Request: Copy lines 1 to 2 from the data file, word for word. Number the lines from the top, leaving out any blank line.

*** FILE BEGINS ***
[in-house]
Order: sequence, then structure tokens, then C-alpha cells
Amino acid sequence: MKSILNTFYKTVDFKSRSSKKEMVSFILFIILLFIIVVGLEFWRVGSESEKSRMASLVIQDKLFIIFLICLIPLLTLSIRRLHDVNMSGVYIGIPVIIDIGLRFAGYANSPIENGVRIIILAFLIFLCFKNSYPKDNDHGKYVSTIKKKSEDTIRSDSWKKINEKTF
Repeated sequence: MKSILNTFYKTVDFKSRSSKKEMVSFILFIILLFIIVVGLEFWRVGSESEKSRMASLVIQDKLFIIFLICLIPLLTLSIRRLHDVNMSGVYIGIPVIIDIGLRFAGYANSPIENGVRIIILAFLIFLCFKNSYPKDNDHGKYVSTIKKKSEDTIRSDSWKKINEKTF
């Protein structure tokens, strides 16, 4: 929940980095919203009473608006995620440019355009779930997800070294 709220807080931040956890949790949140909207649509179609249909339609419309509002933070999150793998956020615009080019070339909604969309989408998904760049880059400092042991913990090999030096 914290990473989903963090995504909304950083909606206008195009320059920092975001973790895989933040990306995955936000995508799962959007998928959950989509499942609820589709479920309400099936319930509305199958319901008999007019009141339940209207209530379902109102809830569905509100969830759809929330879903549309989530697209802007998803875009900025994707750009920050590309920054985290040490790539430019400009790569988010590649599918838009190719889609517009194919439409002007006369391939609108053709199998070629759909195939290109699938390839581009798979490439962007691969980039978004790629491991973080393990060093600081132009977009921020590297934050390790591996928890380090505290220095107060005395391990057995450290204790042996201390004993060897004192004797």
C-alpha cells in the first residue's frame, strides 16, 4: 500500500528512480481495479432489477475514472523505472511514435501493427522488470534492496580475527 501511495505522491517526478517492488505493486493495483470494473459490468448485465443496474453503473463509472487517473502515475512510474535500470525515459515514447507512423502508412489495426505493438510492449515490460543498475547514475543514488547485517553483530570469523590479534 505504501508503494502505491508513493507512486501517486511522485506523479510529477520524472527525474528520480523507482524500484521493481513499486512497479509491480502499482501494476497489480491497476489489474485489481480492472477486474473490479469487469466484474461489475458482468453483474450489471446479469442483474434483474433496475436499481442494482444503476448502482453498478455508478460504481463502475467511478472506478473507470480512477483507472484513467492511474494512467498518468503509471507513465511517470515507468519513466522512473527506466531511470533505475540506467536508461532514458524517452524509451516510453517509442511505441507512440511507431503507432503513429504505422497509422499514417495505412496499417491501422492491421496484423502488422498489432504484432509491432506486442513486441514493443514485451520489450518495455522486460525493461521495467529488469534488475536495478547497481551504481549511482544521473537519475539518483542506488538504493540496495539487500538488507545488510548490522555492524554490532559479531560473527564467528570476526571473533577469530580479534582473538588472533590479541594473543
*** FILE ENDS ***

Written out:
[in-house]
Order: sequence, then structure tokens, then C-alpha cells